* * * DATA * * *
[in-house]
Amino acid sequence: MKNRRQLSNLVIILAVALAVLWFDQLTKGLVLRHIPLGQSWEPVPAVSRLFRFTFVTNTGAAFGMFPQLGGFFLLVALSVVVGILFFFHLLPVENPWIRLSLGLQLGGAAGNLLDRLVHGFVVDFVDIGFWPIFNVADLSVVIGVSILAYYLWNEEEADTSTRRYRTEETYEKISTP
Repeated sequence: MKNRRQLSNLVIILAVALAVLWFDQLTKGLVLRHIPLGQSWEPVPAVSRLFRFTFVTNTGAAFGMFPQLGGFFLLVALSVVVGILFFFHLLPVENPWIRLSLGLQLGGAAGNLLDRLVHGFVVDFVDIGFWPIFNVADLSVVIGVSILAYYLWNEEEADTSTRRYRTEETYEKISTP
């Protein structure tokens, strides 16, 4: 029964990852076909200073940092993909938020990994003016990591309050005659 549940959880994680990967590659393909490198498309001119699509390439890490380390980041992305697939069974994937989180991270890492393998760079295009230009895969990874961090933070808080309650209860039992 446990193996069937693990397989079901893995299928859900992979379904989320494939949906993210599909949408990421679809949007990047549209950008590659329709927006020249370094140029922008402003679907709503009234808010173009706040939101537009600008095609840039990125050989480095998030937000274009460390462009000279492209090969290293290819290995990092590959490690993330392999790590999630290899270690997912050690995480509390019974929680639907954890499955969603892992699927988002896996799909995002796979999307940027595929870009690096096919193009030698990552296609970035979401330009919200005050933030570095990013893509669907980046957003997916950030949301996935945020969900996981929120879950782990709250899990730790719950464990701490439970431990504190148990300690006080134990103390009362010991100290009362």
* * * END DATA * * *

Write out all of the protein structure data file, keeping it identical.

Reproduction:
[in-house]
Amino acid sequence: MKNRRQLSNLVIILAVALAVLWFDQLTKGLVLRHIPLGQSWEPVPAVSRLFRFTFVTNTGAAFGMFPQLGGFFLLVALSVVVGILFFFHLLPVENPWIRLSLGLQLGGAAGNLLDRLVHGFVVDFVDIGFWPIFNVADLSVVIGVSILAYYLWNEEEADTSTRRYRTEETYEKISTP
Repeated sequence: MKNRRQLSNLVIILAVALAVLWFDQLTKGLVLRHIPLGQSWEPVPAVSRLFRFTFVTNTGAAFGMFPQLGGFFLLVALSVVVGILFFFHLLPVENPWIRLSLGLQLGGAAGNLLDRLVHGFVVDFVDIGFWPIFNVADLSVVIGVSILAYYLWNEEEADTSTRRYRTEETYEKISTP
């Protein structure tokens, strides 16, 4: 029964990852076909200073940092993909938020990994003016990591309050005659 549940959880994680990967590659393909490198498309001119699509390439890490380390980041992305697939069974994937989180991270890492393998760079295009230009895969990874961090933070808080309650209860039992 446990193996069937693990397989079901893995299928859900992979379904989320494939949906993210599909949408990421679809949007990047549209950008590659329709927006020249370094140029922008402003679907709503009234808010173009706040939101537009600008095609840039990125050989480095998030937000274009460390462009000279492209090969290293290819290995990092590959490690993330392999790590999630290899270690997912050690995480509390019974929680639907954890499955969603892992699927988002896996799909995002796979999307940027595929870009690096096919193009030698990552296609970035979401330009919200005050933030570095990013893509669907980046957003997916950030949301996935945020969900996981929120879950782990709250899990730790719950464990701490439970431990504190148990300690006080134990103390009362010991100290009362």